Emir Sanusi: Kings as Subjects

by Sheyi Oriade
Emir of Kano, Muhammadu Sanusi

If there is any credence to the notion that Mallam Lamido Sanusi’s appointment as the 14th Emir of Kano occurred with undue haste, in order to grant him refuge from the punitive intentions of his political enemies in the last PDP national government; then, his appointing authorities, in their haste, neglected to acquaint him with the terms and conditions of his enthronement. Principally, they forgot to advise him, that despite becoming a notable and influential king, he still remained a subject, subject to them. Subject to their oversight, subject to their strictures, subject to their edicts, and subject to deposal. How oxymoronic, that a king would be a subject!

Unusually for a man of Emir Sanusi’s cerebral nature, he did not consider the subject of his being a subject, one to be pondered upon. Rather, he let himself be driven by his proclivity to volubility. It never occurred to him on his enthronement, that his change in costumes necessitated a change in his normal customs. The notion that an emir’s utility lay more in being seen than heard, did not appeal to him.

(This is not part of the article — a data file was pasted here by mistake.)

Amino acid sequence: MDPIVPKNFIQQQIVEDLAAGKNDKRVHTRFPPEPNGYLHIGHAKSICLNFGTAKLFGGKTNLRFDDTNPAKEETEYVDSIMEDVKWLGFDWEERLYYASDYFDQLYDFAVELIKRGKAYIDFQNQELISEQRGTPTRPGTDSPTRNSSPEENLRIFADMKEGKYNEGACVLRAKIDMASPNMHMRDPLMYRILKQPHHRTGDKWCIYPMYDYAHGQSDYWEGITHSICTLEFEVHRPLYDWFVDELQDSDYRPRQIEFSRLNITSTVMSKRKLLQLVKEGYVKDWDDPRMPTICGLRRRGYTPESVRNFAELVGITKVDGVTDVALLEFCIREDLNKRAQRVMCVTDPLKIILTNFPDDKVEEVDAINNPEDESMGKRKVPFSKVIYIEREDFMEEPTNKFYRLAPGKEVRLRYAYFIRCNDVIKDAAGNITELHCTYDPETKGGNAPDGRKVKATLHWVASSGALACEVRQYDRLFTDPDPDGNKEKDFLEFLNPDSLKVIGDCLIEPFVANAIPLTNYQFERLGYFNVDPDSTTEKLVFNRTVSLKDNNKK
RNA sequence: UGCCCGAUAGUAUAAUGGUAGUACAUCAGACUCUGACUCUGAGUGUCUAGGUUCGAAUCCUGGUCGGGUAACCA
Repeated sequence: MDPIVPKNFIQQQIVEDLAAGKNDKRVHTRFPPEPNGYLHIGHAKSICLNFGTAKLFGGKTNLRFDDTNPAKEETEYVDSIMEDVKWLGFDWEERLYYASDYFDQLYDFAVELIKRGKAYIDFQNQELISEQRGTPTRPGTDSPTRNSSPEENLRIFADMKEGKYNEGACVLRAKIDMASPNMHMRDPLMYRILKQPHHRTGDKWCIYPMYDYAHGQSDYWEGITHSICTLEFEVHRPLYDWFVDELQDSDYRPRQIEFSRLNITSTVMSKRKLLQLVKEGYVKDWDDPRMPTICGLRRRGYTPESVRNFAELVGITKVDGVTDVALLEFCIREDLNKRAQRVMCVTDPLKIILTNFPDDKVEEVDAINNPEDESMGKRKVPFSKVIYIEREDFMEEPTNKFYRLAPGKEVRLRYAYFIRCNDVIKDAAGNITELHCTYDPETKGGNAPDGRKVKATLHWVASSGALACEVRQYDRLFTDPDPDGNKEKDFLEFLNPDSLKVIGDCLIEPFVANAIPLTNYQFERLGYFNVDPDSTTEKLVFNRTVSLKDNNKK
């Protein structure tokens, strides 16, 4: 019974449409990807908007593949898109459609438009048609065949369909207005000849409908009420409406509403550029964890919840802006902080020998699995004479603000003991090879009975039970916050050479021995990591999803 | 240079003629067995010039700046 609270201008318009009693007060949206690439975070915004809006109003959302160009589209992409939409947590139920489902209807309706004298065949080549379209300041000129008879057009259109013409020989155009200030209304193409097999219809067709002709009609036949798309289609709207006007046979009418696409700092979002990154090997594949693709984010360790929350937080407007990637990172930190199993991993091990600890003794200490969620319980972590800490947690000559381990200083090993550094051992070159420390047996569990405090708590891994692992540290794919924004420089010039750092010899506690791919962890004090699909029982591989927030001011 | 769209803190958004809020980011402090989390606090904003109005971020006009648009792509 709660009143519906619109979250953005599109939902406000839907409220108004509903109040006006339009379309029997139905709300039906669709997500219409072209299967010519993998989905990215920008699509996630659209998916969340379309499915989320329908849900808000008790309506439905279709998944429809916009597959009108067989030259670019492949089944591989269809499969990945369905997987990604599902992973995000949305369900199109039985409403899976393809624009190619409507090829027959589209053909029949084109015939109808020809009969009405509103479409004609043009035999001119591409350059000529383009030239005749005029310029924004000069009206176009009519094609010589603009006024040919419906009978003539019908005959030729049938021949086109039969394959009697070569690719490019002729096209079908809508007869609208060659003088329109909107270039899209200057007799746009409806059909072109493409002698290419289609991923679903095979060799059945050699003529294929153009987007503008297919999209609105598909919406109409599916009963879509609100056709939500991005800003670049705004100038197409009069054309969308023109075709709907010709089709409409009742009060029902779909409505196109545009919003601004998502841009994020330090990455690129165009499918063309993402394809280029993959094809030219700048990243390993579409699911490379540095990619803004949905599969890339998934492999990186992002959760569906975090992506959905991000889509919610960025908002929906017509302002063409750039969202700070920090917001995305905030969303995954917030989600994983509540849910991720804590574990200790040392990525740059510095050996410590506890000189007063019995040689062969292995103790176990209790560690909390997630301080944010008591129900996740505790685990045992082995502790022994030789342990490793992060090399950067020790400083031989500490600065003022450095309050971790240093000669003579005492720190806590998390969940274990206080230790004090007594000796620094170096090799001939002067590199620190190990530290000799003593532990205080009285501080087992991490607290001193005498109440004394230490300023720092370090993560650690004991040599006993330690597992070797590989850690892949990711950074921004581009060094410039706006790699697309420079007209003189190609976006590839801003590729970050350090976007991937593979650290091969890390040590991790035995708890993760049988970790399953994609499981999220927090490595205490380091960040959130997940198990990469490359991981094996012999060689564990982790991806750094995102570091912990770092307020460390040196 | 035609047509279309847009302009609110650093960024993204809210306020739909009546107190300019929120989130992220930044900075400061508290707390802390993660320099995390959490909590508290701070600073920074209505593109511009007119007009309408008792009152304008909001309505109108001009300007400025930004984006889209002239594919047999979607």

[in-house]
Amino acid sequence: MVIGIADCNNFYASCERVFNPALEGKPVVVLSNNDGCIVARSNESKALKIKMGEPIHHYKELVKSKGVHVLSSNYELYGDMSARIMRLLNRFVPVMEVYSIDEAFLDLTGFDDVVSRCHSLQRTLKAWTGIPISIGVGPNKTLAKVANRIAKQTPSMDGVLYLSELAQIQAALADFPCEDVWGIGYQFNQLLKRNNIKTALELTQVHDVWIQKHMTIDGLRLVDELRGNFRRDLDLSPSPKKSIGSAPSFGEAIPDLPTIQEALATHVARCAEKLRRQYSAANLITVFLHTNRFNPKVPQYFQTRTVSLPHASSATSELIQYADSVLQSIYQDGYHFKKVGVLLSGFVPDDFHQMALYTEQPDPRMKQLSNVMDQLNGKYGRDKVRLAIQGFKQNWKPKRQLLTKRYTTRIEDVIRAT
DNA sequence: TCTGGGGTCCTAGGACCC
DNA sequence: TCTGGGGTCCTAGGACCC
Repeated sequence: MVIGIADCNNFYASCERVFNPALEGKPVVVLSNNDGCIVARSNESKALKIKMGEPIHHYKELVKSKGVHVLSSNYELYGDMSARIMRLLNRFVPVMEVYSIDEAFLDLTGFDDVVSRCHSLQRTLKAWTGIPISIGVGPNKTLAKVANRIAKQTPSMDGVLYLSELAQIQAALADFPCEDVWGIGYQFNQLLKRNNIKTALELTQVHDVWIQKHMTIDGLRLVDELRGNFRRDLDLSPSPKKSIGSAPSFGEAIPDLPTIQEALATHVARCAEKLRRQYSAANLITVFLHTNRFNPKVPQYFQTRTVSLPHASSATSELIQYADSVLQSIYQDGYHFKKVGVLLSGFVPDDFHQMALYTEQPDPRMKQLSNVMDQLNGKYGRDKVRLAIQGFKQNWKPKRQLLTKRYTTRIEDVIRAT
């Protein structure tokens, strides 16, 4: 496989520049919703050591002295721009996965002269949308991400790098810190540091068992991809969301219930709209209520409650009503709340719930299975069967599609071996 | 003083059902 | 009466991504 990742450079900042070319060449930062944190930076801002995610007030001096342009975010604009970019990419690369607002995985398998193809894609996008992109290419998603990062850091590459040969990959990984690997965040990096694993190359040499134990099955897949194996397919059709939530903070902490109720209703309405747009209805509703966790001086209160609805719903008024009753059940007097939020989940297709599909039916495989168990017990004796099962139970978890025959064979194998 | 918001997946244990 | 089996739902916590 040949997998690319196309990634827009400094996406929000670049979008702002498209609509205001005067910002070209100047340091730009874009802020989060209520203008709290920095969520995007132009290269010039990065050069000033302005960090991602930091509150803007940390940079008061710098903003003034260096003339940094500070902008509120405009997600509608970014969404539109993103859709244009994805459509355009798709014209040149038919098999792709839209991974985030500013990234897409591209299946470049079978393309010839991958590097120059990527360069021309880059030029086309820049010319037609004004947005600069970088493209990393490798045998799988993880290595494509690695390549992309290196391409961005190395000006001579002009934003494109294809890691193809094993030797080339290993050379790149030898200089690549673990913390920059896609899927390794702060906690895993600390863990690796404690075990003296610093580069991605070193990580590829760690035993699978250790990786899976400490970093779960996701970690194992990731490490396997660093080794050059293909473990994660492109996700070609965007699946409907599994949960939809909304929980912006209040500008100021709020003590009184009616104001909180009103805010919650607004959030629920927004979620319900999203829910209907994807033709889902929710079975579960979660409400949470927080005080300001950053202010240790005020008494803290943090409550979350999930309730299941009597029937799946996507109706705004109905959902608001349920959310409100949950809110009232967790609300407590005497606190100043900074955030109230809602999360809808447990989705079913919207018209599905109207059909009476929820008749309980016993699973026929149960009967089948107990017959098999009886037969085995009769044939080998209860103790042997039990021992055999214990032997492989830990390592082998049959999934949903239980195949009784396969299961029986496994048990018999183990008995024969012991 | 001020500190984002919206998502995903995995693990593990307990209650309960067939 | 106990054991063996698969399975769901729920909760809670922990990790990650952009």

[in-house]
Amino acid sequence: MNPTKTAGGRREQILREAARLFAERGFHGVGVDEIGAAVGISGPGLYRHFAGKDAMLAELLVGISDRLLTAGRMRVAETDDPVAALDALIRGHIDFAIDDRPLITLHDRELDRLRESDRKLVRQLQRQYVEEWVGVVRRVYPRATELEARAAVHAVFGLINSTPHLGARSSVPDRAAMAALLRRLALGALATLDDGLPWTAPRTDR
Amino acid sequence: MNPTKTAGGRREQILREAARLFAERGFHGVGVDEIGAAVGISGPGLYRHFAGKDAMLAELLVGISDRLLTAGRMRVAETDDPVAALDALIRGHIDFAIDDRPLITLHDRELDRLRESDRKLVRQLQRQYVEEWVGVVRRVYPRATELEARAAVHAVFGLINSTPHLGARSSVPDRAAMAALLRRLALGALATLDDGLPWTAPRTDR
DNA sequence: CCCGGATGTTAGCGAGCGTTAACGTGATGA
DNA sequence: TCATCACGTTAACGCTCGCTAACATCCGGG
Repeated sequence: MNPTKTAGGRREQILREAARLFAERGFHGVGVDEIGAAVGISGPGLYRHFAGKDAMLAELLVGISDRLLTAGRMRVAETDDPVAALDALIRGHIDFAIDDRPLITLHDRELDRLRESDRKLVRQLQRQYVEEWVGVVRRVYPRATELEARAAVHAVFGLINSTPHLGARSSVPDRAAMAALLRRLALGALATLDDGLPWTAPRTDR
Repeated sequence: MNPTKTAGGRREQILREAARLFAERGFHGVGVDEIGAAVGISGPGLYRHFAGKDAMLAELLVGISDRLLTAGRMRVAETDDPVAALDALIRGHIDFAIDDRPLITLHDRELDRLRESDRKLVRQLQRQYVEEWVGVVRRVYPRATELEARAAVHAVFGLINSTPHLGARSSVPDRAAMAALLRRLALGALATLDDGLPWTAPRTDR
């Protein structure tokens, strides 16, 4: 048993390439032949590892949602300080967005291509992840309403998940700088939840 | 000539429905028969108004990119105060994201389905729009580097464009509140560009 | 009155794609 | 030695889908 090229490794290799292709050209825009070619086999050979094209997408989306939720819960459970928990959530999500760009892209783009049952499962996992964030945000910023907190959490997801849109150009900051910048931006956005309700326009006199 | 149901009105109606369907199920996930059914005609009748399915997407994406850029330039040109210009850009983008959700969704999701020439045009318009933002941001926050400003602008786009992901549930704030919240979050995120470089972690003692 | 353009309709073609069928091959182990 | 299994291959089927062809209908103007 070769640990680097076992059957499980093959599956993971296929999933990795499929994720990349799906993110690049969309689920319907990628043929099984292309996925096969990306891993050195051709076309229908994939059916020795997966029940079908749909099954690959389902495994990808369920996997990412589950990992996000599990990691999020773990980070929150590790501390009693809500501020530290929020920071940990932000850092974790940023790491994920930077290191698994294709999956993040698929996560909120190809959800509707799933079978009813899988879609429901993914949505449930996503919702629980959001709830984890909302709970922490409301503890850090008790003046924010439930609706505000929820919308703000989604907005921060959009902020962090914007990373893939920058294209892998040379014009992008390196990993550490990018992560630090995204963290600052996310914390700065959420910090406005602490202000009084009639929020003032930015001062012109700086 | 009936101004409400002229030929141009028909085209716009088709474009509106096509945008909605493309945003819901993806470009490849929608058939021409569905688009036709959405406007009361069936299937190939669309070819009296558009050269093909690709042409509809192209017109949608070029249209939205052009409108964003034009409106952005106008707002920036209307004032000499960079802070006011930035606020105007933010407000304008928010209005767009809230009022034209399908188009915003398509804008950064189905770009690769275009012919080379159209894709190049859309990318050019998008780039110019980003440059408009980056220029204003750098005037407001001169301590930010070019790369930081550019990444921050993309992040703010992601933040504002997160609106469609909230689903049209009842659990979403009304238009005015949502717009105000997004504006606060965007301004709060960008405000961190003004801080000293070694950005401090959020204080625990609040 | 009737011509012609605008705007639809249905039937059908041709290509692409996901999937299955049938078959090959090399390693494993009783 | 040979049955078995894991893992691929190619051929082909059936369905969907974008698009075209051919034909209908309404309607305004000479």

Rather, he enjoyed pontificating and pronouncing upon profound and provocative issues at different public events. Not content with simply adding colour to these events, through his flamboyant finery and elaborate royal train, he chose instead to electrify such gatherings with his reasoned and seasoned views. Through which, he exposed the deficiencies of the political ruling class, highlighting their lack of foresight and penchant for misplaced priorities.

Perhaps he should have emulated the example of the world’s longest reigning monarch, the Queen of England. Who is known not to hold views of her own, regarding the British State. Even though she is Head of State. Her public remarks are always carefully tailored and delivered in a manner that avoids conflict with her government’s ministers.

Listening to Emir Sanusi opine about issues relating to the socio-economic neglect of his former subjects, no fair minded person would dismiss his views as lacking in validity or merit. As they touched upon issues of genuine concern and provided food for thought. Particularly, regarding the possible correlation between mounting insecurity and the socio-economic neglect of large numbers of Nigerians.

However, the question has to be posed, as to why he chose to ventilate such views publicly, rather than privately? Considering, that as a notable emir he had ready access to all elected politicians in his former, and neighbouring, realms. Or did he think that such an approach would have been less effective?

In choosing to speak publicly, rather than privately, on such subjects, there is the temptation to think that he might have been playing to the gallery in order to generate headlines. Particularly, when many of the socio-economic issues that he spoke about are the direct result, or derivative, of the feudalistic system, of which, he and other select elite, have been major beneficiaries.